Melbourne’s luxury property market is once again dominating on a global scale, recording some of the highest price growth in the world, new data shows.
The city was one of four Australian hot spots named in the world’s top 50 for prestige property performance in the year to December 2019, according to Knight Frank’s The Wealth Report 2020, released today.
The report’s Prime International Residential Index tracks the movement of luxury residential prices in 100 cities.
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Melbourne ranked 44th, second nationally, with 2.2 per cent growth in the past year.
It dropped three places from the previous year but recorded the same amount of growth.
Sydney was Australia’s most affluent in 2019, with 3.7 per cent growth, placing in 27th globally.
Germany’s Frankfurt topped the list, recording an eye-watering 10.3 per cent jump to its high-end home prices.
Frankfurt was followed by Lisbon (9.6 per cent), Taipei (8.9 per cent), Seoul (7.6 per cent) and Houston (7.4 per cent).
Despite record low interest rates and wealth growth continuing in most advanced economies, there were some factors preventing global price growth from reaching previous highs, including the slowing global economy, rising property taxes and in some cases, a surplus of luxury homes on the market,” she said.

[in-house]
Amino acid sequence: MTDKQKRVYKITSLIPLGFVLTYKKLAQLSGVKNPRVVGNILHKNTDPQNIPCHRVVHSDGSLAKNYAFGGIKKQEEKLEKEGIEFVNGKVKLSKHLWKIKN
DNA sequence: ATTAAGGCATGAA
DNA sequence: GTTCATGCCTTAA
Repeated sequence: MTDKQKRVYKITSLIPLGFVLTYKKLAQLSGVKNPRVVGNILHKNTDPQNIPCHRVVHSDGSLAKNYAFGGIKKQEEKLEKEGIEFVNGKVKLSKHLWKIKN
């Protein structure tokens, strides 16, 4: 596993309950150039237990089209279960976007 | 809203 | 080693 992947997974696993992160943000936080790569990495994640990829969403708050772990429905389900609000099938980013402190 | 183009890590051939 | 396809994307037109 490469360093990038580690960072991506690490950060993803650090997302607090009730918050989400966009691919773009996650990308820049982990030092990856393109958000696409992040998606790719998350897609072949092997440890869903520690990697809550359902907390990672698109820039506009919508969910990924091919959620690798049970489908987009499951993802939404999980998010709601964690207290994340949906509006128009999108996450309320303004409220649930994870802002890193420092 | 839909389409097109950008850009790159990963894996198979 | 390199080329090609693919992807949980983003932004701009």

“But global price growth is firmly on the way up, with a shift away from the moderating price growth that has prevailed since 2013.”
Ms Ciesielski said Melbourne and Sydney were expected to gain more within the next year due to the ongoing high demand for luxury residential property.
“Both cities have performed better than expected over the past 12 months, exceeding expectations for prime residential price growth … Melbourne’s growth of 2.2 per cent more than double the forecasted 1 per cent,” she said.
“(We) forecast Sydney luxury residential property prices will grow by 4 per cent in 2020, while Melbourne will see the growth of 3 per cent.”
RT Edgar director Jeremy Fox said Melbourne’s prestige market still managed to perform well thanks to demand far outweighing supply, despite being hit by a price downturn from late 2017 to mid-2019.
“It stood up (through the downturn) because there is a huge amount of demand and nothing for sale,” he said.
“There are very few key houses out there that come up for sale and when they do, people just launch at them.
“When you look at the prices (of prestige property) over the past 50 years, they keep going up and up and don’t stop.”
Mr Fox said Melbourne’s variety of luxury homes, from beautiful period houses to modern marvels, was another drawcard for the city.
He said in the past six-month local buyers had been the most active in the high-end market, a shift from overseas buyers who usually splashed out on the properties.
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